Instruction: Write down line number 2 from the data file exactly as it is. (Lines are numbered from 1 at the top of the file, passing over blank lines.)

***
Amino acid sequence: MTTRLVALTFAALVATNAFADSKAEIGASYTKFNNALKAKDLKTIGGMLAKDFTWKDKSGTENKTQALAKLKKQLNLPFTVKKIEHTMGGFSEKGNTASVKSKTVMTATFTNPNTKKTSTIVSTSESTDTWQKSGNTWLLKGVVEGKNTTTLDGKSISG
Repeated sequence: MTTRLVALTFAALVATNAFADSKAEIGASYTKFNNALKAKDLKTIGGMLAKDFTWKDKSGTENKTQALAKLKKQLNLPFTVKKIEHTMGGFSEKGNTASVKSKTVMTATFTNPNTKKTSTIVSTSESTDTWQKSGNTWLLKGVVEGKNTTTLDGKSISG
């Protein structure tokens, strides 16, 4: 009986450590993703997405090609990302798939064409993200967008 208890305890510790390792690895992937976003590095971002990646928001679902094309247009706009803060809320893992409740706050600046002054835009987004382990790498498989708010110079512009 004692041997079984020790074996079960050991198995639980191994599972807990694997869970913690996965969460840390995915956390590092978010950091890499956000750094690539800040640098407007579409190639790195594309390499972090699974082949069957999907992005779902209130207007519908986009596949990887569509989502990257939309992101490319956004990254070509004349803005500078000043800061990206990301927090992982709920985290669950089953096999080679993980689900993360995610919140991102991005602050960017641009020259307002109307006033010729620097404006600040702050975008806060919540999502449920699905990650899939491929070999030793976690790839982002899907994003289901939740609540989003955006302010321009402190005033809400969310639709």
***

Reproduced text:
Repeated sequence: MTTRLVALTFAALVATNAFADSKAEIGASYTKFNNALKAKDLKTIGGMLAKDFTWKDKSGTENKTQALAKLKKQLNLPFTVKKIEHTMGGFSEKGNTASVKSKTVMTATFTNPNTKKTSTIVSTSESTDTWQKSGNTWLLKGVVEGKNTTTLDGKSISG